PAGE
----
About River Ganges

About Ganges
The 2510 km/1569 miles long Ganges or River Ganga is the holy river of Hindus worshiped as a Goddess. She emerges from the Himalayan state of Uttarakhand in India and passes through major cities like Allahabad, Pataliputra, Kara, Kannauj, Baharampur, Murshidabad and Kolkata. Besides the mesmerizing village life, there is some fishing and some wildlife, including dolphins, hawks and a variety of birds. In March 2017, the Ganges was granted the same legal rights as human beings.

The Legend of Ganges
The legend associated with Ganges is that, this river originally existed in the Heavens. Bhagiratha, a famous king, in seeking salvation for his ancestors who were cursed by an oracle, performed penance and meditated compelling the goddess Ganga to come down to Earth. Then Ganges came down to the Earth through a lock (Jata) of hair of Lord Shiva, making the earth fertile, pure and free of all human sins.

The River’s Course
The main Ganges is connected with 6 head-streams, among which Bhagirathi River is considered to be the source stream of the river Ganges. Arising at the foot of the Gangotri Glacier, named Gaumukh at a height of 12,769 feet, the river Ganges moves through the holy city of Hardwar, then Kanpur, then Allahabad, where it is joined (Sangam) by Yamuna, another river in India.

It distributes itself into two rivers Hooghly and Padma near Farakka. Padma River enters Bangladesh further moving through the Meghna Estuary, where it finally meets the Bay of Bengal. In the Indian part Ganges or Hooghly passes through historic towns like Murshidabad, Chandannagar and Kolkata to finally meet the Bay of Bengal creating the world’s largest mangrove forest at Sunderbans.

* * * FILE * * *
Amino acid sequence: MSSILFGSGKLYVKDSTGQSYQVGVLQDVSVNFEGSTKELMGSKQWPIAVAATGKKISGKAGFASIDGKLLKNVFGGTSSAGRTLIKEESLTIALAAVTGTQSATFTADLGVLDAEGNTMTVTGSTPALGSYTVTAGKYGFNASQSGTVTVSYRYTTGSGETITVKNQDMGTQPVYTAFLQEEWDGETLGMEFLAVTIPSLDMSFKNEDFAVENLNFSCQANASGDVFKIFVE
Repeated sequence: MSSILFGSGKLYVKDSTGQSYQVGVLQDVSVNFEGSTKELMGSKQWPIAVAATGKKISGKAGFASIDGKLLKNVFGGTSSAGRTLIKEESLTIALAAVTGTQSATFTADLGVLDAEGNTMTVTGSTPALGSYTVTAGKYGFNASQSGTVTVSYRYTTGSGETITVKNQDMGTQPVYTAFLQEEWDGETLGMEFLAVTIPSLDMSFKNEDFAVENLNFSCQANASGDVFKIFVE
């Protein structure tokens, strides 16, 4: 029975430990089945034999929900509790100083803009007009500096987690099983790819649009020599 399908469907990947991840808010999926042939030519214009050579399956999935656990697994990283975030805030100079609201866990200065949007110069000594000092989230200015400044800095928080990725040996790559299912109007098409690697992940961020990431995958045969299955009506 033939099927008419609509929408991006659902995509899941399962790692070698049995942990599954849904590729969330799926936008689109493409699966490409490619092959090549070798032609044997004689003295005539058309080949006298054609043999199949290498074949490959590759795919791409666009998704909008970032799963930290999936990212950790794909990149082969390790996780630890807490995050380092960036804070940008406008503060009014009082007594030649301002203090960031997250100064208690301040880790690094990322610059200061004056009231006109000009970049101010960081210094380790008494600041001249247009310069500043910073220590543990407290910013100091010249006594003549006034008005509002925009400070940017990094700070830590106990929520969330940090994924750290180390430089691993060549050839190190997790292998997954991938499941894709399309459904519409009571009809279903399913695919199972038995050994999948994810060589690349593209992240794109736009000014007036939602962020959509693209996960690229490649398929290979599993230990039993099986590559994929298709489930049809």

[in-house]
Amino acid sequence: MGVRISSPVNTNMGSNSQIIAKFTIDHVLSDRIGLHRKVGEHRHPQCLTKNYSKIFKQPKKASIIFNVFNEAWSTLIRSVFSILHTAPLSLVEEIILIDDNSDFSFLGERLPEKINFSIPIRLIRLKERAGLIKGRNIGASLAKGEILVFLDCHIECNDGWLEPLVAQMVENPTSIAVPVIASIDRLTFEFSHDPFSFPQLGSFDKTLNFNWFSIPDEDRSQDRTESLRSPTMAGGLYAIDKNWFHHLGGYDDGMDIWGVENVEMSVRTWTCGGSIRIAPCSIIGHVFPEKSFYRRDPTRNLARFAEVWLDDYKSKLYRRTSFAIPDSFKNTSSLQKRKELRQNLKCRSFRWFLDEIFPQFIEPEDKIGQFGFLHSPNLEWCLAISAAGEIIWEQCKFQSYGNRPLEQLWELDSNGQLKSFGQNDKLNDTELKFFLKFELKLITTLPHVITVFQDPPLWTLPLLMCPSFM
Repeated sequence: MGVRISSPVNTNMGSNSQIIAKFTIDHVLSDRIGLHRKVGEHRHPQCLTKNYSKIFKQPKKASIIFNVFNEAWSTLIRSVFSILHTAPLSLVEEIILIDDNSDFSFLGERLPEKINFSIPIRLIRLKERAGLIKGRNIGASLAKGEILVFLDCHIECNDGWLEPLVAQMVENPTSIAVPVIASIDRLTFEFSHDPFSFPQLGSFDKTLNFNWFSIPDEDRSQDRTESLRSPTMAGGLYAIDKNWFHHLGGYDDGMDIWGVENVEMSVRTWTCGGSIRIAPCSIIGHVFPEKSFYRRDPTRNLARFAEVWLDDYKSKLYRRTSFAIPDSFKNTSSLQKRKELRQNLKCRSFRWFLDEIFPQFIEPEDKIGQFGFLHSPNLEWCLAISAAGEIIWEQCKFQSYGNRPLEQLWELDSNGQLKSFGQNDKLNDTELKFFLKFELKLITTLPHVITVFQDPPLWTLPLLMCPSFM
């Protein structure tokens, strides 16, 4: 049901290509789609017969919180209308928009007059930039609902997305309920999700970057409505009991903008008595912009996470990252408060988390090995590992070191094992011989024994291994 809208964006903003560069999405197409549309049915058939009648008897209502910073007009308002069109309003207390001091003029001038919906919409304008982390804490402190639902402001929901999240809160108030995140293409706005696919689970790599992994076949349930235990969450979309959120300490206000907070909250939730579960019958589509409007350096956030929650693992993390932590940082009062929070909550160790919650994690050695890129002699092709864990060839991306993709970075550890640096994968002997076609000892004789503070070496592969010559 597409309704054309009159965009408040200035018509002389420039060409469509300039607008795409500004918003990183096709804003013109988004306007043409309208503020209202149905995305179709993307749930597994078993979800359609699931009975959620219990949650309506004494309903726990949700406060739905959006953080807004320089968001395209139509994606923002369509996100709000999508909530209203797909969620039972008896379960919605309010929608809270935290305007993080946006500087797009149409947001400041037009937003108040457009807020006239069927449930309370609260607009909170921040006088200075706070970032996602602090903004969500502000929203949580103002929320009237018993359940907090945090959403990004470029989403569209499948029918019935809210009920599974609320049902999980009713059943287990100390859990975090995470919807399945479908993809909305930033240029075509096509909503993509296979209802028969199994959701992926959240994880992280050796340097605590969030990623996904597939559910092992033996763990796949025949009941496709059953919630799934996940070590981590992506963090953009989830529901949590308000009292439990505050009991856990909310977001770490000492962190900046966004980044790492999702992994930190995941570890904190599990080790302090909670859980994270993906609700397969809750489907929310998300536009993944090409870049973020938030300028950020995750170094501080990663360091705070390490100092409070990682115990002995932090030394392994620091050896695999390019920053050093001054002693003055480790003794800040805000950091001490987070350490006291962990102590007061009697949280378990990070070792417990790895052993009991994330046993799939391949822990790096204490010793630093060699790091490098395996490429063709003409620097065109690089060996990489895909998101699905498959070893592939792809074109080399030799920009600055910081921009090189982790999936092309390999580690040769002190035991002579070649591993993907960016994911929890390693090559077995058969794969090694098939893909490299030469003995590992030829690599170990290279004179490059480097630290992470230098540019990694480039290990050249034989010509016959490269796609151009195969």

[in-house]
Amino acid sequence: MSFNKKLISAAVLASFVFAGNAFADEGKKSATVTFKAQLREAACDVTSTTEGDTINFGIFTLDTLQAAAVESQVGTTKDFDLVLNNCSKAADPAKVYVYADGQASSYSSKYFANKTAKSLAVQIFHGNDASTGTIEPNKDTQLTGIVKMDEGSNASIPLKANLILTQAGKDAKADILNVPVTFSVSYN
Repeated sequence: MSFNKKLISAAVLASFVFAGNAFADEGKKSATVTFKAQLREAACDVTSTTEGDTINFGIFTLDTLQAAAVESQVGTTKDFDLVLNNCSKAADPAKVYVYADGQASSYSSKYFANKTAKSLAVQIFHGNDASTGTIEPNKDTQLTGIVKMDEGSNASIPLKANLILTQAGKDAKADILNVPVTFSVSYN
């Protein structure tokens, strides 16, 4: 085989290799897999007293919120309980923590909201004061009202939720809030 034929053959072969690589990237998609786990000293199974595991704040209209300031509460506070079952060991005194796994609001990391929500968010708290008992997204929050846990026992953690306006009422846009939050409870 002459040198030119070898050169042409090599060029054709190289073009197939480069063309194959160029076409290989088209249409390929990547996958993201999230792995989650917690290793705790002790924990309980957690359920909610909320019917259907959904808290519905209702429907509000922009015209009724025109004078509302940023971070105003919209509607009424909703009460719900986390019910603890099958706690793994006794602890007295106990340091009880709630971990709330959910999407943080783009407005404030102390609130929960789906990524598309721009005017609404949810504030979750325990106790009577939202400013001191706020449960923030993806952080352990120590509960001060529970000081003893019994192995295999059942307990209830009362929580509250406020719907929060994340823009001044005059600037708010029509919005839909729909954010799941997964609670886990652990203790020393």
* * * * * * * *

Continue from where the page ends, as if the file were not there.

Religious significance of the Ganges in Hinduism
The two cities considered holiest in India, Varanasi and Hardwar are situated on the banks of Ganges. These two cities and Allahabad are famous for religious worshipping, as every 12 years alternatively, Kumbh Mela (the largest religious fair in the world) is organized in these cities, allowing everyone to wash away their sins.

The river Ganges is even mentioned in holy textbooks of Hinduism, Rig Veda, which is predicted to be 4000 years old.

Many families also consider keeping a vial of Ganges water in the house as auspicious and also necessary to give to a dying person to drink it. Even scattering ashes over Ganges of loved ones after their death is a custom to be followed by every Hindu, which is mandatory, as it is believed, this will help the dead attain salvation. The city of Varanasi is famous as the cremation ground for pious Hindus. Among several temples in Varanasi, Kashi Vishwanath Temple along the banks of the Ganges is believed to be very sacred.

The importance of Ganges spread over to the European countries through the writings of Megasthenes. In Ca. 350 – 290 BCE, Megasthenes, a traveler wrote about India and the River Ganges in his work, Indica. Even the river Ganges has been given tribute in a famous sculpture, the Fontana dei Quattro Fiumi (fountain of the four rivers) in Piazza Navona, in Rome designed by Gian Lorenzo. This sculpture symbolizes the four main rivers of the world, namely, the Ganges, the Danube, the Nile and the Río de la Plata.